Appeal from the Order of the Court of Common Pleas of Philadelphia County in the case of William Manuella and Barbara Manuella h/w v. O. F. Sorgenfrei and T. Robert Kealey and Robert D. Hutton and William B. Conway and Robert B. Felsburg, all individually and t/a Modjeski and Masters and Modjeski, Masters & Chase and J. Rich Steers and Commonwealth of Pennsylvania, Department of Transportation, No. 3739 April Term, 1980.
William A. Slotter, Deputy Attorney General, with him James R. Ingram, Deputy Attorney General, for appellant.
Wilfred F. Lorry, with him John A. Rothschild, Bruce D. Lombardo and David F. Kalinder, Lorry and Hymowitz, P.C., for appellees.
Judges Mencer, Rogers and Craig, sitting as a panel of three. Opinion by Judge Rogers.
[ 63 Pa. Commw. Page 422]
The Commonwealth of Pennsylvania, Department of Transportation, here appeals from an order of the Court of Common Pleas of Philadelphia County denying the prayer of its petition for leave to amend its answer to paragraph 8 of William and Barbara Manuella's complaint in trespass averring that the Department of Transportation owned, possessed, maintained and controlled Interstate 95, a public highway, on the day when the plaintiff, William Manuella, a construction worker for a subcontractor, was injured allegedly as a result of negligence of the Department of Transportation, as well as of other defendants. The Department of Transportation's answer only generally denied the averments of paragraph 8 of the complaint alleging the defendant Department of Transportation's ownership, possession, maintenance and control of Interstate 95.
The plaintiffs' complaint was filed in November, 1977. The Department of Transportation by new matter raised the defense of sovereign immunity which had not then been abrogated by the Pennsylvania Supreme Court. The litigation was delayed by proceedings, including an appeal, having to do with the defense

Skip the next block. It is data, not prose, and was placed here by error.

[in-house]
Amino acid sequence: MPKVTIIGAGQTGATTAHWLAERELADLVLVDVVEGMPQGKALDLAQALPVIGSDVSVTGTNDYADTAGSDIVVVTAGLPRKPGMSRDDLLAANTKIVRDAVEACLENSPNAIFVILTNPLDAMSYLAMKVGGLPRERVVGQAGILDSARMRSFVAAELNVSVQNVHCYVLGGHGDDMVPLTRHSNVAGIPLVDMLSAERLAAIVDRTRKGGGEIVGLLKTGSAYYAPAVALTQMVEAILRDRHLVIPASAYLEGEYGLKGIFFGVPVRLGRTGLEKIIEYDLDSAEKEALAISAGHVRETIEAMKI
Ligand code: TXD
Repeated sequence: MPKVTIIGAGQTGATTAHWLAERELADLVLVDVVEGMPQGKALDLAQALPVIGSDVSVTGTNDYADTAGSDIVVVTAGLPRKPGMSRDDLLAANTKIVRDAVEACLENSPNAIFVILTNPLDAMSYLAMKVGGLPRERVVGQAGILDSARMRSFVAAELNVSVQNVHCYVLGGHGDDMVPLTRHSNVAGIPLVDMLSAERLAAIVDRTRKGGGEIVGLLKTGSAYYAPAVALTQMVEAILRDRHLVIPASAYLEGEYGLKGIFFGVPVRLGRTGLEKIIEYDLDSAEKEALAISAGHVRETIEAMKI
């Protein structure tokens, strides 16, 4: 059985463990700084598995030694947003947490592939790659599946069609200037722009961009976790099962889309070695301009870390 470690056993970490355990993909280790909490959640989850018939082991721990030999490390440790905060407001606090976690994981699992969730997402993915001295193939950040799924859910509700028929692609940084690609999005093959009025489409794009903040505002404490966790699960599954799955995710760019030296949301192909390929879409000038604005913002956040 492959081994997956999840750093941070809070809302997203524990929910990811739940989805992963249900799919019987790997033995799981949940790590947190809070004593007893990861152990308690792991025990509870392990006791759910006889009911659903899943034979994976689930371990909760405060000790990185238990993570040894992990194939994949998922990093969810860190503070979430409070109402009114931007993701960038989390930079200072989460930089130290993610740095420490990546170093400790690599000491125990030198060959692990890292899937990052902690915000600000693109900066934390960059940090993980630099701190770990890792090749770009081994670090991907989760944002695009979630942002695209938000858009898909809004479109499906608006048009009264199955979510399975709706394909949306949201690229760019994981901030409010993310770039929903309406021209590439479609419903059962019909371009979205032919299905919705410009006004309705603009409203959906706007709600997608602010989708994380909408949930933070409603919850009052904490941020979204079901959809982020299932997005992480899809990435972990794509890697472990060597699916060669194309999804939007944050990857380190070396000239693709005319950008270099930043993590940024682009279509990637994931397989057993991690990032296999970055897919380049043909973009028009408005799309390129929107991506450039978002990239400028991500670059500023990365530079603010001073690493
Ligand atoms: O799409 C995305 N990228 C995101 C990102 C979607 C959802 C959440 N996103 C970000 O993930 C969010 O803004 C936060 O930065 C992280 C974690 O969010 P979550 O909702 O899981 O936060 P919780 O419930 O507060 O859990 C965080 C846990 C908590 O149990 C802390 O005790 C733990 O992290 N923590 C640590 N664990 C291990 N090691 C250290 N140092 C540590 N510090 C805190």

[ 63 Pa. Commw. Page 423]
of sovereign immunity until late in 1980 when the parties agreed that that defense was no longer viable.
The Department of Transportation then sought to amend its answer so as properly to deny the plaintiffs' averments of ownership, possession, maintenance and control of Interstate 95. The application was opposed by the plaintiffs below on the ground that they had been prejudiced meanwhile by the death of one James Corby, a former fellow employee of William Manuella's and his supervisor at the job site, who the plaintiffs say, if available, would have testified about the degree of control of the work which the Department of Transportation inspectors were exercising, including the exertion of pressure to expedite the work. The court below ordered the taking of depositions on the subject of possible prejudice to the plaintiffs if the Department of Transportation were permitted to amend its answer to paragraph 8, after consideration of which it concluded that the allowance of the amendment would be prejudicial and, as noted, refused the Department of Transportation's application.
The issue is whether the court committed an abuse of discretion in refusing the amendment. We have read the depositions and are satisfied that the court below decided the matter properly. We affirm its order on the able opinion of Judge George Ivins filed below to No. 3739 April Term 1980 which fully and accurately expounds the law and the facts justifying its order.